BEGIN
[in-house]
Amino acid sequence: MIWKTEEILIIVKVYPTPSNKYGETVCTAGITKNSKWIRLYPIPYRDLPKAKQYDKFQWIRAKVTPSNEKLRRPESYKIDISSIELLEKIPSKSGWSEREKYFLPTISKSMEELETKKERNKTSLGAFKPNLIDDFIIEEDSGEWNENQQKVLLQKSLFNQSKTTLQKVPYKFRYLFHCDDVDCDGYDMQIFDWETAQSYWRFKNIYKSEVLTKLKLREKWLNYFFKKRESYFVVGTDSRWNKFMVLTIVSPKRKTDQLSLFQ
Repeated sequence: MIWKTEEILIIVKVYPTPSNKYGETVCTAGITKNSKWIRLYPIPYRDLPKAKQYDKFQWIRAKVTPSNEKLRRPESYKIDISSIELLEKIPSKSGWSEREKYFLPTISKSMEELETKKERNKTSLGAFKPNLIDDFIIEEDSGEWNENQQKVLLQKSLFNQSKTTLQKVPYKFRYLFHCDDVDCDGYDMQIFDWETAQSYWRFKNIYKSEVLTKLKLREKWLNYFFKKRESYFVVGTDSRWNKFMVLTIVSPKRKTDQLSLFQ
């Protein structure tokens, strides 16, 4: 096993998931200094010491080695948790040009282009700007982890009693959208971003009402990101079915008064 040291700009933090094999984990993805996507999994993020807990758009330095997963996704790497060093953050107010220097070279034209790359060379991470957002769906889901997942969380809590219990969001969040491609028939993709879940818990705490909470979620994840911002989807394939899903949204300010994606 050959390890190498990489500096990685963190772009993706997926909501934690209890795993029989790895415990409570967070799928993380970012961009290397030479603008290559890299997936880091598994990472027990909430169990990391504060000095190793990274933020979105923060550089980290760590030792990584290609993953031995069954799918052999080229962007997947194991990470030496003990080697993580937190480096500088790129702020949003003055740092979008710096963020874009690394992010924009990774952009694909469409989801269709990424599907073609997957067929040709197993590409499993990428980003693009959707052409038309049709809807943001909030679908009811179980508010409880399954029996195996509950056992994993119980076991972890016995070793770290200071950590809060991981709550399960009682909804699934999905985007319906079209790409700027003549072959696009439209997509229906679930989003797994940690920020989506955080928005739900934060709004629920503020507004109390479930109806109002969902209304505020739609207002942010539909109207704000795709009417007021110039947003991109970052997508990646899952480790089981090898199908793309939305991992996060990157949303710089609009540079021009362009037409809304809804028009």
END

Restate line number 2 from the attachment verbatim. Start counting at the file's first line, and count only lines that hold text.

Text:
Amino acid sequence: MIWKTEEILIIVKVYPTPSNKYGETVCTAGITKNSKWIRLYPIPYRDLPKAKQYDKFQWIRAKVTPSNEKLRRPESYKIDISSIELLEKIPSKSGWSEREKYFLPTISKSMEELETKKERNKTSLGAFKPNLIDDFIIEEDSGEWNENQQKVLLQKSLFNQSKTTLQKVPYKFRYLFHCDDVDCDGYDMQIFDWETAQSYWRFKNIYKSEVLTKLKLREKWLNYFFKKRESYFVVGTDSRWNKFMVLTIVSPKRKTDQLSLFQ